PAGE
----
A young woman, torn between the certainties of life in India and the potentially liberating challenges of America, undergoes an arranged Islamic marriage—with disastrous results.
As in so many similar stories, the writer is most effective in describing local customs, ceremonies, locations (the city of Hyderabad), and cultures—here, the workings of an Islamic society in a majority Hindu country. But first-timer Ali is less successful in telling a compelling tale or creating credible characters. Her protagonist, 19-year-old Layla, has since childhood spent half of each year in the US with her mother and father, a doctor, and half the year in India. She appreciates the freedoms and opportunities the US offers, but also enjoys the comforting rituals and rules of India. As a result, both to please her mother and to secure a home for herself, she agrees to marry Sameer, a college graduate. But in the year between her engagement and marriage, she has an affair with Nate, an American, and when she arrives in India for the wedding, she’s pregnant. Soon, her bleeding suggests a miscarriage, but, for a doctor’s daughter, Layla is strangely reluctant to seek medical help, though everyone seems to know about the hemorrhaging. The wedding takes place, but that very night Sameer finds letters from Nate. He promises to forgive Layla but fails to consummate the marriage. While Sameer works to get money to pay for their trip to Madras to obtain his visa, Layla enjoys the household routine and religious rituals. But Sameer keeps disappearing, makes no sexual overtures, and their trip to Madras, supposed to be a honeymoon, reveals the truth about him when his male lover follows them there. But Sameer and both families are determined to continue the marriage, even though Islamic law allows divorce. As Layla finds herself a prisoner, tensions between Muslims and Hindus heat up, a favorite cousin is raped and murdered, and, realizing how vulnerable women are, Layla decides to escape.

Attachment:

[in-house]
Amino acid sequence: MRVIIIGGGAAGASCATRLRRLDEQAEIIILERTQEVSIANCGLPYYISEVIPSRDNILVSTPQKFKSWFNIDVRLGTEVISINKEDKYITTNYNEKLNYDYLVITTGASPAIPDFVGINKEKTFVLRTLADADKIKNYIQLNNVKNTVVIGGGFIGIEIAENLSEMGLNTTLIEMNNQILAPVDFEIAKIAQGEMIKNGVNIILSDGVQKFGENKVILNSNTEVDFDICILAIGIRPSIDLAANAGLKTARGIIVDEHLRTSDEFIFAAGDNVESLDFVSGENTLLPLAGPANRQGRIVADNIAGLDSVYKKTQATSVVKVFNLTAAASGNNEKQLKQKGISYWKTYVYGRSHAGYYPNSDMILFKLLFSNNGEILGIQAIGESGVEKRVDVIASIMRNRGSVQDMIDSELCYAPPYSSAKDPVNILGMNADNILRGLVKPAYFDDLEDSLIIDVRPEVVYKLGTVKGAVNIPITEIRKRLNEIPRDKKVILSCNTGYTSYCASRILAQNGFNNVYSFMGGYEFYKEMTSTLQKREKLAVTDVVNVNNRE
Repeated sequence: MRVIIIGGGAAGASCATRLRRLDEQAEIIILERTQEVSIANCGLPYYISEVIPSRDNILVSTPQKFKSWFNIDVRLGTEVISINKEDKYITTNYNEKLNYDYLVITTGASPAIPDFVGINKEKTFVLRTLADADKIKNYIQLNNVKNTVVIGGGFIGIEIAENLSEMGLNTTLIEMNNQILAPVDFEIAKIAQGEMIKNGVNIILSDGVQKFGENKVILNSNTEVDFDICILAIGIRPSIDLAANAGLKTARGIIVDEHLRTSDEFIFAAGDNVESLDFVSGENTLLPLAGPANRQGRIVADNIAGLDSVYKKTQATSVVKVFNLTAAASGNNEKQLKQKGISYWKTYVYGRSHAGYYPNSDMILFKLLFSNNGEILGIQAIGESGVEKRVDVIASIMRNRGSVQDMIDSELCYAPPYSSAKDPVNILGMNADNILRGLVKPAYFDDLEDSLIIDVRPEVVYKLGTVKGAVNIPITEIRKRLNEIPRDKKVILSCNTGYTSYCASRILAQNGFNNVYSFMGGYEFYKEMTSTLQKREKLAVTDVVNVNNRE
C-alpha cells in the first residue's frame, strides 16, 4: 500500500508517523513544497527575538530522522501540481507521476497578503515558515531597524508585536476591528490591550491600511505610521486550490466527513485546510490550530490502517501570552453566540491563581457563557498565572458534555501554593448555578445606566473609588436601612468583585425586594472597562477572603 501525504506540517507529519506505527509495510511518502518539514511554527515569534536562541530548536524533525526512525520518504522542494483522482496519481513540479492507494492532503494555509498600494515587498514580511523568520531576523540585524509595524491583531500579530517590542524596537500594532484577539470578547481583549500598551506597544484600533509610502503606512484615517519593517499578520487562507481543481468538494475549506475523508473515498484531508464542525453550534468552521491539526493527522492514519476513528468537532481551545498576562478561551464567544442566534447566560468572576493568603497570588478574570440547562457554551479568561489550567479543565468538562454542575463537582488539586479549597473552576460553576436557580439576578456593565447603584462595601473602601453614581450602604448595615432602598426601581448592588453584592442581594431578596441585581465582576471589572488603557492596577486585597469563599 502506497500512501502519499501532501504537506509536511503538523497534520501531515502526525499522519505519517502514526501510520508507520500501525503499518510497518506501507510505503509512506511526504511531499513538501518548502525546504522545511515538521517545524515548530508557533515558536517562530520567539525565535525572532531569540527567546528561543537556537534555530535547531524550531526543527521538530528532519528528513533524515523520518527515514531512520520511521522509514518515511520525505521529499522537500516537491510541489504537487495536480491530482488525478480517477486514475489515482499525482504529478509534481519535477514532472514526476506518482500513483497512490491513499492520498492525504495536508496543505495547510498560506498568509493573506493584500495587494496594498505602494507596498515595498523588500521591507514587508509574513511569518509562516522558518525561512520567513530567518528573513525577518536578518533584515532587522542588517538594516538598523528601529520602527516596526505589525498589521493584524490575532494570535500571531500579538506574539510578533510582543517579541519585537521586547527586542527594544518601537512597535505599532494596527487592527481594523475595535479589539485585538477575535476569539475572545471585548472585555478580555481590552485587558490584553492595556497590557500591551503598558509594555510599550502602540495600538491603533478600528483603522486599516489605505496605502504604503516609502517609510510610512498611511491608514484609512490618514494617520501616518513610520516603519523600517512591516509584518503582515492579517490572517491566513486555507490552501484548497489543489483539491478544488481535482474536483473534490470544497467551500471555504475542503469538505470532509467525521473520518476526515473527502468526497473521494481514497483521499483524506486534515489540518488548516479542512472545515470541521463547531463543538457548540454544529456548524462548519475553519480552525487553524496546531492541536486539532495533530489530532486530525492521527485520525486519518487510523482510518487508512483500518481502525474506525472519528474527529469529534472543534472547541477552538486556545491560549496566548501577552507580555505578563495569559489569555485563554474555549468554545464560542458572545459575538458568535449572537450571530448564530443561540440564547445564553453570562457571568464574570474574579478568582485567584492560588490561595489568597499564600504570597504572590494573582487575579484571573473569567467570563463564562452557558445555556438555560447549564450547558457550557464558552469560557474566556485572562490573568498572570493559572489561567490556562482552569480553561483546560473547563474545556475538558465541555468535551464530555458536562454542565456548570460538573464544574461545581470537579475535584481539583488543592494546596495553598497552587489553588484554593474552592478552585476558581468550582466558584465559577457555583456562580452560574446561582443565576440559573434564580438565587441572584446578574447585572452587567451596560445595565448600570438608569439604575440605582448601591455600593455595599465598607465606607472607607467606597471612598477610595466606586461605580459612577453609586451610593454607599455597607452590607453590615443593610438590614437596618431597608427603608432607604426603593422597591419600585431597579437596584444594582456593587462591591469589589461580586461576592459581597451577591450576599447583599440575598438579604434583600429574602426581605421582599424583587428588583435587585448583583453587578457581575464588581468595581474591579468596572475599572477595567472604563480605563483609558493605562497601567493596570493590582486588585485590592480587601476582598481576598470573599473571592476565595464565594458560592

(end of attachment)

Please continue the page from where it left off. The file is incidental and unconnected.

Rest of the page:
However well intended, overwrought and unconvincing.